List of the monarchs of the Kingdom of England
England was unified as a state in a series of stages between the reigns of Alfred the Great of Wessex and his grandson Athelstan. It ceased to exist as a separate kingdom following the Act of Union of 1707, when it was merged with the Kingdom of Scotland to form the United Kingdom of Great Britain (sometimes given as just the Kingdom of Great Britain - contemporary usage was not standardised).
Today, England is one of the constituent countries and nations of the United Kingdom, alongside Scotland, Wales and Northern Ireland; however it does not have its own separate government apart from the central government of the United Kingdom, so it is in the unique position of having no independent legal personality, despite being the dominant member of the union. In popular usage the name "England" is sometimes applied to the UK as a whole, both in England and around the world, but this is incorrect.
For the various rulers of the kingdoms within England prior to its formal unification, during the Heptarchy, see Bretwalda. It was during this period that the foundations of what became the English state were laid down, including, from the Synod of Whitby of 664, a united English Church. In 774 Offa, King of Mercia (757-796), assumed the title Rex Anglorum ("King of the English"). His personal rule over the other English kingdoms allowed him to treat on equal terms with Charlemagne in Europe, and to impose a unified currency on the whole of England that survived until 1971. Mercian dominance, however, was finally brought to an end by the Danish invasions of the 9th century, and out of the resulting chaos the Kingdom of Wessex rose to prominence.
- Alfred the Great (871-899)
- Edward the Elder (899-924)
- Ethelweard (uncrowned) (924)1
- Athelstan (924-939)
- Edmund the Magnificent (939-946)
- Edred (946-955)
- Edwy the Fair (955-959)
- Edgar the Peaceable (959-975)
- Edward the Martyr (975-978)
- Ethelred the Unready (978-1013 and 1014-1016)
- Edmund Ironside (1016)
- Sweyn Forkbeard (uncrowned) (1013-1014)
- Canute (1016-1035)
- Harthacanute (1035-1037 and 1040-1042)
- Harold Harefoot (1037-1040)
West Saxons (restored)
- Edward the Confessor (1042-1066)
- Harold Godwinson (1066)
- Edgar the Atheling (uncrowned) (1066) (abdicated, died circa 1126)2
- William I, the Conqueror (1066-1087)
- William II, Rufus (1087-1100)
- Henry I (1100-1135)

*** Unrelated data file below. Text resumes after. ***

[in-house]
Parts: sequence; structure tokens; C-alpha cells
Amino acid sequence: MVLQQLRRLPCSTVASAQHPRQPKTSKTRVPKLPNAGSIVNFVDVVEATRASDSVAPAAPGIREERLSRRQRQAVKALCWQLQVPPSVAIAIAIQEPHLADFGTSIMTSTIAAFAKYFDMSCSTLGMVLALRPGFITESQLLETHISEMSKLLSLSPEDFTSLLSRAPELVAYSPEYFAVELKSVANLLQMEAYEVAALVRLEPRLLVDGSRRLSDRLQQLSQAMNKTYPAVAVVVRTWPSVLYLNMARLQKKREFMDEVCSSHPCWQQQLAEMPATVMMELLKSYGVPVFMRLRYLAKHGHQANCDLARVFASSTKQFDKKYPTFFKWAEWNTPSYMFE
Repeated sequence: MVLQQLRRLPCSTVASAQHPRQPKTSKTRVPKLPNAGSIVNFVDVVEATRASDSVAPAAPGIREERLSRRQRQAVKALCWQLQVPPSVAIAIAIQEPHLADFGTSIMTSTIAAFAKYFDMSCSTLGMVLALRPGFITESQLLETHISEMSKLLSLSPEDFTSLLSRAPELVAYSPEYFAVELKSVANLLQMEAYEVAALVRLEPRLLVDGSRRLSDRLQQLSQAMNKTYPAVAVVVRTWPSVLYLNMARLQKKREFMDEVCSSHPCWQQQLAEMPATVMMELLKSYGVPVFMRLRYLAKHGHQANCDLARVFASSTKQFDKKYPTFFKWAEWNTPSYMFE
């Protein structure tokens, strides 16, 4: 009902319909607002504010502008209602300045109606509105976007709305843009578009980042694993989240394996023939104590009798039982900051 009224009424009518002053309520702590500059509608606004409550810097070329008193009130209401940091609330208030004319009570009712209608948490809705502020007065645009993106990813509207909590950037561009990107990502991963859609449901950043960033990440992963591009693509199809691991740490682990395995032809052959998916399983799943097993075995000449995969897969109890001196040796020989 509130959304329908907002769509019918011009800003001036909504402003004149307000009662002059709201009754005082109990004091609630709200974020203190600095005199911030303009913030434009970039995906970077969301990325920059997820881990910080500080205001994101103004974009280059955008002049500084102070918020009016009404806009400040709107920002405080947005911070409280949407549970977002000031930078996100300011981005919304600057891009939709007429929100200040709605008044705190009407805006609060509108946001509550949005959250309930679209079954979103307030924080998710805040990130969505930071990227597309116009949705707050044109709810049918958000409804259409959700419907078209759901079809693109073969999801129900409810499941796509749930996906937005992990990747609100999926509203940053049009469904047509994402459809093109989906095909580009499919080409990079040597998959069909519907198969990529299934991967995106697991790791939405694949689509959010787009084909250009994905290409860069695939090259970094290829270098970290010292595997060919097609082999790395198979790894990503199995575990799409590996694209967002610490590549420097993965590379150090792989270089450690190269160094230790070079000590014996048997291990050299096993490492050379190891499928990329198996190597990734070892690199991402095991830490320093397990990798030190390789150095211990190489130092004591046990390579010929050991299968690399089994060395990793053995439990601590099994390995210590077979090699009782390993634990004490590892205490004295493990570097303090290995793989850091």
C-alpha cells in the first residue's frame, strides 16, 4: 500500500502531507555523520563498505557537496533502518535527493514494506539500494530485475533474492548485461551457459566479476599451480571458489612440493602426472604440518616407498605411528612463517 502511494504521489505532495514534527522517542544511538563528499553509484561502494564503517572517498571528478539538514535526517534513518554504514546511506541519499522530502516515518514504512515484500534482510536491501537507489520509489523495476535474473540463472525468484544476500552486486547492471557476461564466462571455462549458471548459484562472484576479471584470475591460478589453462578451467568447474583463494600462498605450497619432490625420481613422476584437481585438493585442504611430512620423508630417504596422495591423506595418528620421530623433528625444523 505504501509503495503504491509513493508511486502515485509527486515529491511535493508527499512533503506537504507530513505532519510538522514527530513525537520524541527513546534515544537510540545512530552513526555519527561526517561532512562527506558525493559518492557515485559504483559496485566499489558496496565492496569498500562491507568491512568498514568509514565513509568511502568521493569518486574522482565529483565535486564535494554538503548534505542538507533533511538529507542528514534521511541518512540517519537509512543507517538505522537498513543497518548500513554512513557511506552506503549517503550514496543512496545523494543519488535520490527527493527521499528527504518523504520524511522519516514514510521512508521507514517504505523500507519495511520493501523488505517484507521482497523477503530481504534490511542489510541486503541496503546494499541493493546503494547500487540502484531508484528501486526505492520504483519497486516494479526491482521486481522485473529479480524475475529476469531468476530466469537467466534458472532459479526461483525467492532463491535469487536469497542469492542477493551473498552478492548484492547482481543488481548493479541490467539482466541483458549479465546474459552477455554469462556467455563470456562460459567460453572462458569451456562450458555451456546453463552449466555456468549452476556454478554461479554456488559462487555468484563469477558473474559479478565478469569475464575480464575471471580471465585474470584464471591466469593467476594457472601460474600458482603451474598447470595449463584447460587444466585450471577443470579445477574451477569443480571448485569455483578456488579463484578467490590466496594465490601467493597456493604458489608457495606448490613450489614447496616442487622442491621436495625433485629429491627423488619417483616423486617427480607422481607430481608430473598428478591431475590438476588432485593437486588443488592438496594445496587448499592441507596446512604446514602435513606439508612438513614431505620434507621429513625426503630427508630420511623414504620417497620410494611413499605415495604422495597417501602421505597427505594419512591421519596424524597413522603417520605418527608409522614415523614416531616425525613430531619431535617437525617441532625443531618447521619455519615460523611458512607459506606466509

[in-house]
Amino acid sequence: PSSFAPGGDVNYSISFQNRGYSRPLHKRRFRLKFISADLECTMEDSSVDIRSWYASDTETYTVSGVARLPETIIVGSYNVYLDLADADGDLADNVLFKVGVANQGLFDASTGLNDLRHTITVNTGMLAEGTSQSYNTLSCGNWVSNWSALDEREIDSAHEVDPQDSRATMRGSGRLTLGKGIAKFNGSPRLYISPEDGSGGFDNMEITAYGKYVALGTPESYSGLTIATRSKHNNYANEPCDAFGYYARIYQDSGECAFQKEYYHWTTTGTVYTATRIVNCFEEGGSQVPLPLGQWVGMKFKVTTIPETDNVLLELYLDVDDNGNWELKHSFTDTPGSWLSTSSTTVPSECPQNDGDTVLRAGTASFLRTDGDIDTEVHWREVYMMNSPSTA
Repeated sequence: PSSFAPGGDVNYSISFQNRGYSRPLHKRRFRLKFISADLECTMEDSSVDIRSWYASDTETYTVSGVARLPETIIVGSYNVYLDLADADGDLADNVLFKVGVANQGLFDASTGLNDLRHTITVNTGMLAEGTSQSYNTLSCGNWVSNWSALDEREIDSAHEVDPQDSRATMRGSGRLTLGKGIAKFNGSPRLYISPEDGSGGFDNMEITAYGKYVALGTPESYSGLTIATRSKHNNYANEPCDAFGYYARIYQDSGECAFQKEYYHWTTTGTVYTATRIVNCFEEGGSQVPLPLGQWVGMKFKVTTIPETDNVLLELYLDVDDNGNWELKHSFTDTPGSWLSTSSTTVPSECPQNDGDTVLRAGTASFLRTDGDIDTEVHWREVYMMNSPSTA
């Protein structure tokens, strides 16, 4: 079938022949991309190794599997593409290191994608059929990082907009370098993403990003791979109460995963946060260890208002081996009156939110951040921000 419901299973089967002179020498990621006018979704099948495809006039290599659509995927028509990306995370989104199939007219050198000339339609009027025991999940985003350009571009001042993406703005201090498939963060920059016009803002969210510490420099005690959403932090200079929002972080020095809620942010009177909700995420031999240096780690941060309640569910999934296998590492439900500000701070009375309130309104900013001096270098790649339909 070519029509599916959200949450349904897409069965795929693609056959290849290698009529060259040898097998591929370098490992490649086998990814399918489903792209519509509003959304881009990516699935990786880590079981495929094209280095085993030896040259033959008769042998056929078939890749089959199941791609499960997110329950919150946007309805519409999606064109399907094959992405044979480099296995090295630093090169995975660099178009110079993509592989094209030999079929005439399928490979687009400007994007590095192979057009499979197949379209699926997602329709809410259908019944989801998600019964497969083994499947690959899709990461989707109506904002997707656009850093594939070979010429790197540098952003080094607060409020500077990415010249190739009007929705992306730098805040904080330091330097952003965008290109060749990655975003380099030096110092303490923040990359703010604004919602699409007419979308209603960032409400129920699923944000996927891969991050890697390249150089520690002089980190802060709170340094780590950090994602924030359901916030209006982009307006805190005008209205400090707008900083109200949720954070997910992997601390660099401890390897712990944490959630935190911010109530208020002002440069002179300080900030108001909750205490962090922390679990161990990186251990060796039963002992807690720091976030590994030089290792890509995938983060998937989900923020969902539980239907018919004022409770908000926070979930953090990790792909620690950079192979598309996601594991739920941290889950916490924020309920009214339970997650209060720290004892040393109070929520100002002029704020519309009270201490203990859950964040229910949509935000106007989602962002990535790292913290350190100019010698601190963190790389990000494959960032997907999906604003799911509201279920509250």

- Stephen (1135-1154)
- Matilda (uncrowned) (1141) (deposed, died 1167)3
- Henry II (1154-1189)
- Richard I, the Lionheart (1189-1199)
- John (1199-1216)
- Henry III (1216-1272)
- Edward I (1272-1307)
- Edward II (1307-1327) (deposed, died 1327)
- Edward III (1327-1377)
- Richard II (1377-1399) (deposed, died 1400)
- Edward IV (1461-1470 and 1471-1483)
- Edward V (uncrowned) (1483) (deposed, assassinated 1483)4
- Richard III (1483-1485)
- Henry VII (1485-1509)
- Henry VIII (1509-1547)
- Edward VI (1547-1553)
- Jane (uncrowned) (1553) (deposed, executed 1554)5
- Mary I (1553-1558) and Philip (1554-1558), as co-monarchs
- Elizabeth I (1558-1603)
- James I (1603-1625), also from 1567 King James VI of Scots
- Charles I (1625-1649), also King of Scots
There was no reigning monarch between the execution of Charles I in 1649 and the Restoration of Charles II in 1660. Despite this, Oliver Cromwell held monarchical powers (1653-1658) as Lord Protector, succeeded by his son, Richard Cromwell (1658-1659).
- Charles II (1660-1685), also King of Scots (backdated the start of his reign to 1649)
- James II (1685-1688) (deposed, died 1701), also King James VII of Scots
- William III (1689-1702) and Mary II (1689-1694), as co-monarchs, also King and Queen of Scotland
- Anne (1702-1714), though the English throne was replaced with that of the Kingdom of Great Britain in 1707
From 1707, the titles King of England and Queen of England are technically incorrect (though still in wide usage). Hence, this list runs up to 1707.
Succession order and claimants
As an early Germanic people, the Anglosaxons exercised semi-hereditary elective monarchy. Fundamentally, the male (and only male) members, agnates, of the royal clan were allowed to ascend the throne. Despite some irregularities and some coups, the succession followed the pattern of Salic Law or Semi-Salic Law until the Norman conquest.
In later stages of that Anglosaxon regime, feudal succession patterns emerged in England in succession patterns of real estates and some hereditary territorial offices, and if it would have been necessitated by lack of male heirs, probably the royal succession would also have taken place to nearest male relative by female descent. The elective system would have allowed a larger number of potential candidates, and the result cannot be fully predicted.
Early Norman rulers practiced testamentary dispositions, as attested by successions of William II and Stephen. However, feudal primogeniture or degree of proximity was strongly as a basis of succession already then. Maud had a relatively high success when claiming the crown. From Henry II onwards, the hereditary nature of the kingship was uncontested.
Edward I promulgated acts to support the principle of primogeniture, in its cognatic form.
- The putative succession from Anglosaxon royal dynasty evolved together within the kingship of Scotland until the Bruce coup. After the Balliols, the rights, reckoned on basis of feudal primogeniture, continued to counts of Coucy and then to Bourbons of Vendome, uniting with the Navarrese crown in person of the future Henry IV of France. Currently it is held by Alice, Duchess of Calabria - as advertised in her son's website.